That’s so random

shuffle

Poker machines work randomly. Every win, every loss, every spin of the reel – completely random. We know this because it’s the law. It’s in the National Standards which are vigorously enforced by governments and independent testing agencies. It even says so in the Gaming Industry’s own Player Information Booklet. So why do so many people still see patterns in the machines?

The answer lies deep within our brains.  Humans have evolved to seek out and recognise patterns in the world around us. This ability has served us well. It helps us make sense of the world and improve our lot in it. It has enabled the development of science and technology that have shaped the modern world. However the same ability can get us into trouble too. It can lead us to see patterns where none exist, such as within the random spinning reels of a poker machine.

Randomness does not sit well with us humans. When we are faced with randomness, our natural instinct is to find patterns even when none exist. When Apple first brought out the iPod with its shuffle function, many people complained it was not random because they kept hearing the same songs. Apple was accused of bias, of programming the shuffle function so that it favoured certain “pet” artists or songs downloaded from iTunes. The fact is a completely random selection of songs will often produce the same songs. This is how randomness works. Each time a song is randomly selected, it is as likely to select one that has been played previously as any other song. In the end Apple had to reprogram the shuffle function so it did not repeat the same songs. Whilst this made the shuffle function LESS random in reality, it had the reverse effect of making song selection seem MORE random.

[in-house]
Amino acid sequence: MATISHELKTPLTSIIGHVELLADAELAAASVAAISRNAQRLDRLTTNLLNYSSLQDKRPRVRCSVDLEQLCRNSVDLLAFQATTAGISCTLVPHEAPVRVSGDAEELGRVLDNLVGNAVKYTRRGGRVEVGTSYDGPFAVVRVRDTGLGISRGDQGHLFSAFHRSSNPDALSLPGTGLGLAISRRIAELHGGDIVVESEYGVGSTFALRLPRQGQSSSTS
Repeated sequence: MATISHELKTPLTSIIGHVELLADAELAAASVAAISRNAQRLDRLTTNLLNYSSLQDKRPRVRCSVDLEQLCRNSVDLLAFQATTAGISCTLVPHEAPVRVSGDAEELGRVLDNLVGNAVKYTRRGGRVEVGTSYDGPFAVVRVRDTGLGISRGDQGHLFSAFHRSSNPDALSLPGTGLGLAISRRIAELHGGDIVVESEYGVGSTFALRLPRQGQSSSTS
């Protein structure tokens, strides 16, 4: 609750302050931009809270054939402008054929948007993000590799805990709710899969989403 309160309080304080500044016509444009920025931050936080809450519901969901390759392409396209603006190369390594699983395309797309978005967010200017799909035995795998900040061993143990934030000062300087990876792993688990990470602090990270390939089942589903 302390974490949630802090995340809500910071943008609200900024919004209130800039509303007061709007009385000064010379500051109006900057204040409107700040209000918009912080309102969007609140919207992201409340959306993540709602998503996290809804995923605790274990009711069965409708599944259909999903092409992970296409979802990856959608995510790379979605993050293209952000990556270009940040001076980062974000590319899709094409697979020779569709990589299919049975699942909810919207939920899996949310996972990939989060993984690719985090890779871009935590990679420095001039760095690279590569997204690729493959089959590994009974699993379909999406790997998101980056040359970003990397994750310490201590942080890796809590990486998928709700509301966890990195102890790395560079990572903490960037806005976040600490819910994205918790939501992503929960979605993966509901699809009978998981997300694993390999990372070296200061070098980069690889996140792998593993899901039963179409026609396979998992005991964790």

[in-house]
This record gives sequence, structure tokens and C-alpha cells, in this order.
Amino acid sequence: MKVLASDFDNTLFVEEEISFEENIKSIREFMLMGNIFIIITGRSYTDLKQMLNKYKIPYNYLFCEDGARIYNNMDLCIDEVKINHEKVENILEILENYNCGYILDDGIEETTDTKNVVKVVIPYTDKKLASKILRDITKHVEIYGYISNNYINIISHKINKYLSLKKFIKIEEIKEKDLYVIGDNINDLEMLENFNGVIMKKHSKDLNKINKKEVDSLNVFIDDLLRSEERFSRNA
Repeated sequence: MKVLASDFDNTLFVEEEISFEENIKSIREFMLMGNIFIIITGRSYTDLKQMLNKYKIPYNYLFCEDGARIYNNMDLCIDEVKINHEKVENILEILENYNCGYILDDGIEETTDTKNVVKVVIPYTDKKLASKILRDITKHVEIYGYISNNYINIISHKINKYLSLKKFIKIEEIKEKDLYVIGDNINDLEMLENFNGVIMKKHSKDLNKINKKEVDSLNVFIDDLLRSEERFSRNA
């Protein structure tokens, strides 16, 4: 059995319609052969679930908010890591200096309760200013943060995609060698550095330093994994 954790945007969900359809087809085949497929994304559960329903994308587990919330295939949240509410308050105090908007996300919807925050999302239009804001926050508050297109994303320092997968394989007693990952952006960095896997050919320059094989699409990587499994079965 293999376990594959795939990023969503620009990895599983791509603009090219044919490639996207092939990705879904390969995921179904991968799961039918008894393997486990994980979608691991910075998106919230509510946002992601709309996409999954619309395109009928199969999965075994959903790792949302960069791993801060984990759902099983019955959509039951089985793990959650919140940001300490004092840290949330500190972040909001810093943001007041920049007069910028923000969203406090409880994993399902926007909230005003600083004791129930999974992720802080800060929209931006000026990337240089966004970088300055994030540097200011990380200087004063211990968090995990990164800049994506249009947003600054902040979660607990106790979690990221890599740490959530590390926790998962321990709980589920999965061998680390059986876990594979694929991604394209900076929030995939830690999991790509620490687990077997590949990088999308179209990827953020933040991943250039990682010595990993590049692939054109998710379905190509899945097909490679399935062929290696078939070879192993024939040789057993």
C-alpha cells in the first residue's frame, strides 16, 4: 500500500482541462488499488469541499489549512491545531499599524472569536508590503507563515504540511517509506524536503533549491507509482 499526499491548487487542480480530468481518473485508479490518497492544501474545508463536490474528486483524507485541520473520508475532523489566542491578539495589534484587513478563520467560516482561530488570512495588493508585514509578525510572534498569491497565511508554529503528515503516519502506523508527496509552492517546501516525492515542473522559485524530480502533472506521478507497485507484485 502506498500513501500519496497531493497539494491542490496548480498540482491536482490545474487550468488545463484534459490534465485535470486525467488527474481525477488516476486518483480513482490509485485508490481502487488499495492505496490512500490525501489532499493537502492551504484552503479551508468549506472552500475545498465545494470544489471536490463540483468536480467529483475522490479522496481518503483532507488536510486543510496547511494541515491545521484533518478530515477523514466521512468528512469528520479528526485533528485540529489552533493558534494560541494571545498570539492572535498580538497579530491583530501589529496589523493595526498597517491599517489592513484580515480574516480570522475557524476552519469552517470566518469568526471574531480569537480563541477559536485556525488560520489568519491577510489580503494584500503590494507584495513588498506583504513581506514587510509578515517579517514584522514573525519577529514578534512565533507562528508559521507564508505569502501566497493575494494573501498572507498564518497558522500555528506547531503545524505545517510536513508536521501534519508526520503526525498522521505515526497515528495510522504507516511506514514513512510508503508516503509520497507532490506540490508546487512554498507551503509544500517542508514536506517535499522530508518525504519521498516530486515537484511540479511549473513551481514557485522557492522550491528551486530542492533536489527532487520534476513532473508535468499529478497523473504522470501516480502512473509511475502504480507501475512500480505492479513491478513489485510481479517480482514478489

When our brains play the same trick on us whilst playing the pokies, the result can be dangerous. We may think we can see patterns emerging, and increase our bet sizes and session times to try and win more money. So the next time you are playing the pokies and see a pattern of wins or losses emerging, remind yourself it’s a trick your brain is playing on you. There is NO pattern, ever. The reality is poker machines ALWAYS generate results randomly and there’s nothing you can do to predict the outcome of the next spin.

For more information on how gaming machines work, watch Part 1 and Part 2 of ‘Gaming Machines: Facts and Myths’, featuring Jay Laga’aia.

If you think you may have a problem with poker machines or any other form of gambling, help is available. Call Gambling Help on 1800 858 858 to speak with a gambling counsellor. Free individual sessions are available to anybody who might be concerned their gambling has gotten out of hand.

The Gambling Help website has a range of free resources and self-help tools available to download or order, as well as new community support forums where you can share your experiences and hear from others who are in similar situations. Visit www.gamblinghelp.nsw.gov.au/forum to join the conversation.

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